You may notice that we've revamped this page quite a bit from what it previously was, and that a lot of our older essays are gone. There were a lot of factors driving our decision to remove some of the essays, but the main one is the fact that we've had this page up for over seven years now, and in that span of time, people's opinions tend to change-- which is no less true of plurals than it is of singlets.
There's also the fact that, as much as we may wish to believe otherwise, members of multiple systems are also just as vulnerable to community groupthink and to peer pressure as singlets are-- and may realize down the line that their opinion on a certain issue was influenced by their social circles more than they knew. Again, we won't go into detail on this, as it is really none of anyone's business, but we removed a few things because we realized that what we'd written were actually not our real opinions and views.
Some of the system members who contributed essays to this page have taken a frontrunning hiatus, or changed their names, or were discovered to be several people mushed together writing under one name (hello Splitting or Branching Off). And none of that means the sky's falling in-- it's certainly not uncommon in multiple systems, in all the groups we've met and compared experiences with over the years, but another form of peer pressure we've found ourselves succumbing to over the years is the pressure to remain static for the comfort of singlets, out of fear that they might find significant changes in our system to be "too weird."
We're also, in a lot of ways, more politically conscious and have a broader view of the world than we did when we first wrote a lot of these essays-- some of the things that seemed rage-worthy to us then seem minor in the scheme of things now, while things we didn't notice or couldn't fit into a pattern back then are now very prominent in our thinking. So they were part of a process of learning and growing for us, as much as for anyone. Finding over the years that your opinions never change is, we think, more worrisome than finding that they do.
We'll also repeat one of our original disclaimers in fewer words: we don't all share the same opinions on everything, and most of these are single-author essays which don't necessarily reflect system-wide views.
Theories of Plurality
Splitting or Branching Off?, by Tamsin
Is 'splitting' an appropriate metaphor for the creation of new selves in a plural system, or should they be regarded instead as dynamic living organisms, with potential for growth and change? An older essay of mine.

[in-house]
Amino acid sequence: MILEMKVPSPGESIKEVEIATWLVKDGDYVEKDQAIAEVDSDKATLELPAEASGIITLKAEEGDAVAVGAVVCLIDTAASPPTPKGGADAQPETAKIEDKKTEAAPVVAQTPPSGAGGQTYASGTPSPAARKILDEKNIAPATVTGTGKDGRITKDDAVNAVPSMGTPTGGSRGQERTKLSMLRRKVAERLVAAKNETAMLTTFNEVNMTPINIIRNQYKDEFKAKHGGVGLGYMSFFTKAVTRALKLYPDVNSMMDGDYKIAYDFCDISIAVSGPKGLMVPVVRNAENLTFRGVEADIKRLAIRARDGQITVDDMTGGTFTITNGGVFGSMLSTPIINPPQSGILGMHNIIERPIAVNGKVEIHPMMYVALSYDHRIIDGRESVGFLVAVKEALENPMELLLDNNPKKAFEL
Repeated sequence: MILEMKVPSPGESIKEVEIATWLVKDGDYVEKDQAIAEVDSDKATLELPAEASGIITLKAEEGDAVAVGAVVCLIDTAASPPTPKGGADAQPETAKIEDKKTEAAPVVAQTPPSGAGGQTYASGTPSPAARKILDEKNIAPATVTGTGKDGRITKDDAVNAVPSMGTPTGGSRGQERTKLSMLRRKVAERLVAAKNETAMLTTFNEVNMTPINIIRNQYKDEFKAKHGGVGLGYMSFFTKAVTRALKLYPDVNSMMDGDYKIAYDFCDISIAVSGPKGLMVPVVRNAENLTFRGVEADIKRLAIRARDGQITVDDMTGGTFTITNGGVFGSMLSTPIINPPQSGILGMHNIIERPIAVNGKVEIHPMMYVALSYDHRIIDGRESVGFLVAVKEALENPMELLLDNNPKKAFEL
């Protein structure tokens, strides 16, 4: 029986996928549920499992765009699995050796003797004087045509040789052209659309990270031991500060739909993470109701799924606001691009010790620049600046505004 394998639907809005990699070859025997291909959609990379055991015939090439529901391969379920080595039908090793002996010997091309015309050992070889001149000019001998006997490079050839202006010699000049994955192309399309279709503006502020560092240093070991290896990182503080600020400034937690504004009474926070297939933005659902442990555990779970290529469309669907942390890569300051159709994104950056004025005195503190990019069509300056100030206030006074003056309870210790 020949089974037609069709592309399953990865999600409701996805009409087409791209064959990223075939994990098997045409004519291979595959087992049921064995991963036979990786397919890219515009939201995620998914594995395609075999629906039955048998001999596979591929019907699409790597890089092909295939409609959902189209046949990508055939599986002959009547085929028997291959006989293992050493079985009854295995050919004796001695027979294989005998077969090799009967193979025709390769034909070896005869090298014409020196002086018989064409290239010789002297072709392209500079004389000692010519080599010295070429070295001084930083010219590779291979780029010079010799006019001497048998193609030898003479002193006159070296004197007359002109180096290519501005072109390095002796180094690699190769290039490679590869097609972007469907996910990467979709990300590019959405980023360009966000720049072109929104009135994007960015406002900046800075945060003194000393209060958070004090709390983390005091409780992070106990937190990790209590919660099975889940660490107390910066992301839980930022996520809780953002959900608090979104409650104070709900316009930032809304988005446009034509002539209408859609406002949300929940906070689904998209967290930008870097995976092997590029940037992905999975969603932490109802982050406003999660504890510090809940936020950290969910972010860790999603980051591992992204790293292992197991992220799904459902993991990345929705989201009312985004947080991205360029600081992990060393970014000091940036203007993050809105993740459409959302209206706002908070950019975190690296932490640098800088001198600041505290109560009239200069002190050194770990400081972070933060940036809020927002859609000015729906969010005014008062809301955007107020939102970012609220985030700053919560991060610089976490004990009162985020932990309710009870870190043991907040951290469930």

Terminology, by Anthea
Why I find many traditional psychology terms for plurals and people in plural systems to be not only inaccurate but even offensive.
A Reconsideration of "Protectors", by Anthea and Harriet
Protectors aren't always people who go around being foul-tempered and smashing people's faces in. Being a real protector takes intelligence and common sense.
On Subjective Worlds, by Ruka
Subjective or other worlds, which often include complex and detailed societies and cultures possessed of their own traditions, are intrinsic parts of many multiple systems. Why, then, do we hesitate to speak freely about our own?
Politics, Social Perceptions, and Exploitation
Don't Take Advantage Of Our Good Will, by Azusa
Advice for singlets who come to our page-- or anyone else's-- looking for 'information for a novel they're writing,' or anything along those lines.
Multiplicity and Sour Grapes, by Tamsin
Multiplicity has been relegated by many people to a junk bin of dubious psychological fads, but how much of that has to do with outrageous and overblown claims made about us and our abilities?
On Singlets Writing About Plurals, by Anthea
Writing about multiples is no different than writing about any ethnic or religious group which you're not a part of. Don't make assumptions without doing your homework.
The Glamorous Life, by Azusa
Part of the reason people would rather believe in the MPD/DID stereotype is because it's so much more glamorous and exciting than the mundane lives of many real plurals.
Multiplicity and Excuses: A Rant, by Azusa (older rant)
Why multiples (or people claiming to be multiple) who use plurality as an excuse for irresponsibility really screw things up for those of us who strive constantly to be accountable and responsible.
The Plural Community, Plurals' Attitudes and Beliefs
Survivorship and Empowerment: Not Mutually Exclusive, by Azusa
Being pro-responsibility has nothing to do with being 'anti-survivor.'